History of Portrun Harbour
In 540AD St Diarmuid would travel to the Roscommon Abbey via Portrun Harbour. Since this time, Portrun has been used by locals and tourists to connect with Lough Ree for recreational and tourism.
Annual Regatta 1900 to 1980s
Portrun Harbour was used for recreational events i.e. The Annual Regatta, which dates back to the early 1900’s until the late 1980s. Below is the winner of the 1913 Regatta the Late Patrick McDermott, photo taken by Albert Siggins.
History of Portrun Jetty
In the early 1970’s Roscommon County Council constructed the first jetty to enable boats/cruisers to moor over night. Paddy Kenny and Hughie Hanly built the original Jetty. In 2006 Waterways Ireland invested in a new marina with floating jetty to include 24 additional berthing spaces upgraded the existing breakwater and provide parking.
From ancient times to the present, the vessels used to carry people and goods on the waters of Lough Ree have evolved. First century dug out boats fashioned from tree trunks, ‘cots’, flat bottomed boats with planks and some covered in animal skins were the earliest known. The Vikings arrived in the ninth century in small clinker boats of overlapping planks, riveted together.
The iconic 30 meter longboats arrived in Lough Ree in the about 935ad. By 984 there were as many as 300 vessels on the lake which were used to plunder the island monasteries. Another huge fleet of raiders from Munster came in 1089. In 944 the bridges in Athlone and Ballyleague were first built. In 1156 there is a record of Ruari OConnor at Gailey bringing his ships across the ice to Rindoon In 1177 the Normans were attacked at Lanesboro. In 1193 the Normans arrived to plunder Inchcleraun. Their vessels were designed to float large caterpulting machinery. Ferry boats called wherries were used up to the 16th century.In the 1750s the Royal and Grand canals were built.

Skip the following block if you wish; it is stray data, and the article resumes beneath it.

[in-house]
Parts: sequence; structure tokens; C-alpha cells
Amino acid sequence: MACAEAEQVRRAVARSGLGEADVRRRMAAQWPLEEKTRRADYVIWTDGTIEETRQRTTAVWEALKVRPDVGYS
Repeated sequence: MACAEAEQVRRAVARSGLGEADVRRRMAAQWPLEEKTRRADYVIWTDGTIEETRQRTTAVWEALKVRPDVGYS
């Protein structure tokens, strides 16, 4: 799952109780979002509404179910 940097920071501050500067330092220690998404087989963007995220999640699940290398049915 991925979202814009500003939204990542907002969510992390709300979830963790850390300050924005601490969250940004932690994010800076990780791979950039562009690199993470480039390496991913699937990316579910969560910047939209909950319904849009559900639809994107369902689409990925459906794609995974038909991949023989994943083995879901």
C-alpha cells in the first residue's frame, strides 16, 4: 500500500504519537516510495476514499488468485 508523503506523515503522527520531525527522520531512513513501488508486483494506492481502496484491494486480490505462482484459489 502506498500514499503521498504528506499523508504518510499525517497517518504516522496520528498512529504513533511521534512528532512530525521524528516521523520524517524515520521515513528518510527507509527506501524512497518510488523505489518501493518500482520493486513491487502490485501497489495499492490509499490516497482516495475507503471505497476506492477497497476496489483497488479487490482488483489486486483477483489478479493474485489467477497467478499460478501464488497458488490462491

The vessels used to transport goods to and from lough Ree to Dublin brought trade boats such as barges and later steamboats. During the Georgian period, in the sixteenth and seventeenth century the gentry introduced pleasure boats in the area.
In 1731 Regattas began in Athlone. Edward Crofton had yachts at “the Lodge”. (Athlone Yacht Club was founded in 1770).
By the 1830s the rival yacht clubs had amalgamated and established the four day annual August regatta.
Self propelled barges were used from 1911 which ceased in 1960, when rail transport took over.
Since this time the boating on Lough Ree has been for mostly for pleasure. The cruisers were introduced in the 1990s.
(Source: Bernadette Cunningham & Harman Murtagh Lough Ree Historic Lakeland Settlement)